A bunch of British universities have mooted the idea of a graduate tax, where college graduates pay a slightly higher tax (on incomes over a certain threshold) for the rest of their working lives. [The idea is that their college education would either be free or cost very little].
This is a variant of the Australian model in which graduates pay a slightly higher tax (on their income exceeding a certain threshold) only to the extent of what they owe the government for the cost of their college education.
In his recent speech at IISc, HRD Minister Kapil Sibal talked about the creation of an Education Finance Corporation (or some such entity) that will guarantee bank loans for higher education; the idea, then, is that banks would feel far more comfortable lending to college students -- even without a collateral. The educational loan would come at a low interest rate -- Sibal mentioned the possibility of 4%.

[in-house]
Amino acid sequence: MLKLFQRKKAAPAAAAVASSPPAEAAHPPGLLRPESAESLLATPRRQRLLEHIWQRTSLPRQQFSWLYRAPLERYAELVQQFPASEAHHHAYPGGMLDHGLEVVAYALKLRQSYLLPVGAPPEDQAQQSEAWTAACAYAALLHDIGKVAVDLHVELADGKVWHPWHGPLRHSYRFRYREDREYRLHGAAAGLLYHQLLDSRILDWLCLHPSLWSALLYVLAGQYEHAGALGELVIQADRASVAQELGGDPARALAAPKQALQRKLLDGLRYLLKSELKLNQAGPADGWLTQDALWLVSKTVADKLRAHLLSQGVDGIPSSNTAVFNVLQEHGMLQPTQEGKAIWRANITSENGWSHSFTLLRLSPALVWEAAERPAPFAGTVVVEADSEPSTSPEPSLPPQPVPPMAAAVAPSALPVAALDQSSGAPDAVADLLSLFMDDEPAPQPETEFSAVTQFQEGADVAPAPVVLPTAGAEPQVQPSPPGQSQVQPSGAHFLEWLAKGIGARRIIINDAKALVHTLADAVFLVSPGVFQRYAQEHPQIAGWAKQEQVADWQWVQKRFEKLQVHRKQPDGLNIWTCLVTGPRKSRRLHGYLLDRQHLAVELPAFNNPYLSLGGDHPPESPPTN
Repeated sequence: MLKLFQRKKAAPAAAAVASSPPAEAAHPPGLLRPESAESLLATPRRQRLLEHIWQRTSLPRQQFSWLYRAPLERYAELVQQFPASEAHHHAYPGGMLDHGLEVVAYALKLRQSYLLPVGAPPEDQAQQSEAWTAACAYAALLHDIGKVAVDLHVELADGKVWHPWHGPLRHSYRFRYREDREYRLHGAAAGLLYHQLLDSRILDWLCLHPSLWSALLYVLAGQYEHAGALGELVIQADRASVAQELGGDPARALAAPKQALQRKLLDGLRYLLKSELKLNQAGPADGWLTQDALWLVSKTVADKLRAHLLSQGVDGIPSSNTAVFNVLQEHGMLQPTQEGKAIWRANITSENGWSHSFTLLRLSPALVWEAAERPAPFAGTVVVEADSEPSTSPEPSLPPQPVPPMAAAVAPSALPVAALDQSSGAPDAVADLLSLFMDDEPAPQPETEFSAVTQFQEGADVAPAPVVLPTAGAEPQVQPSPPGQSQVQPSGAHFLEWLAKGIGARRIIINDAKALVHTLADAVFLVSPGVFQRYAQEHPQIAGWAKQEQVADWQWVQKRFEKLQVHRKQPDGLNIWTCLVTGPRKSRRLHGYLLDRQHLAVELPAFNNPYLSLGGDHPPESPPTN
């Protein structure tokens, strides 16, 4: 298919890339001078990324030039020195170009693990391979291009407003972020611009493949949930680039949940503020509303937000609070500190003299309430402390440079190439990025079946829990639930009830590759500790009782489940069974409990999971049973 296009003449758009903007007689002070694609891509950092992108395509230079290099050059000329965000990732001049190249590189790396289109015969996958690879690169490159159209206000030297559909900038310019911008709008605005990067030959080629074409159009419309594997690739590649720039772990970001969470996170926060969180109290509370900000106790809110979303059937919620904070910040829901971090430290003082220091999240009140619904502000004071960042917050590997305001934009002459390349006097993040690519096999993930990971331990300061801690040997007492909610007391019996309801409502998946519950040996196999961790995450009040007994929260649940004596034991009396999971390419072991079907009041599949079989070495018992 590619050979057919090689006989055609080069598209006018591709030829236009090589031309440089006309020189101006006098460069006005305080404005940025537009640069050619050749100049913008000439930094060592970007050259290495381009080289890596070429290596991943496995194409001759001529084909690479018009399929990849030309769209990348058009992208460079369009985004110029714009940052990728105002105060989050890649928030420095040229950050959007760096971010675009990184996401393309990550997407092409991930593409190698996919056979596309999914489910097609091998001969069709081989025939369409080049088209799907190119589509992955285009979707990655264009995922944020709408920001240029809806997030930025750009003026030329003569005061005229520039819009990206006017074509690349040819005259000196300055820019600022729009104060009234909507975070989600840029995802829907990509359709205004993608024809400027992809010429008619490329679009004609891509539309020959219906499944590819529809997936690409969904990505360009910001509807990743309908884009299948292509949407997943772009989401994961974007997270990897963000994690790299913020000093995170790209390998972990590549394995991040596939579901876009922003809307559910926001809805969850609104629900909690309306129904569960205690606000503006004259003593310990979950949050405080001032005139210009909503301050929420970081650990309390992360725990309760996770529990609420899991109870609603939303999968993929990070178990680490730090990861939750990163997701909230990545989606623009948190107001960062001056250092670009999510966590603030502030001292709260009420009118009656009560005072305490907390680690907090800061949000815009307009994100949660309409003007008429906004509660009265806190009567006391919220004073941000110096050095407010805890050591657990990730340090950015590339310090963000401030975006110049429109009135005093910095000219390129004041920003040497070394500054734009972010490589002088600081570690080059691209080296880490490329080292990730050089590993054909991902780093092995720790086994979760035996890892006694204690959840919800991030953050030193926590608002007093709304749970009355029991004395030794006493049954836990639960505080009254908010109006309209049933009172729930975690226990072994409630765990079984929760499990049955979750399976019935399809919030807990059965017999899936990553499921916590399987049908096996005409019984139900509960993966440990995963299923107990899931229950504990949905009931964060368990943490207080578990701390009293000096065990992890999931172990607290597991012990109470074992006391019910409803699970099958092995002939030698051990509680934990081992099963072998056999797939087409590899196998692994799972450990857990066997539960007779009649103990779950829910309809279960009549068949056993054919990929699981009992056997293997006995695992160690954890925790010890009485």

I have been a fan of the Australian model, myself. (a) It has the virtue of making college education affordable for everyone -- especially the poor. Decisions about going to college would no longer involve the financial implications of the move (other than, perhaps, the opportunity cost of spending four years pursuing a degree). (b) The burden of repayment is light. (c) Repayments kick in only when incomes exceed a certain amount (which is pegged to the median salary). (d) Unlike an educational loan, this model doesn't penalize those who are forced to drop out of college. And (e) it has lots of flexibility in terms of inflation adjustment, quicker repayment schedule, etc.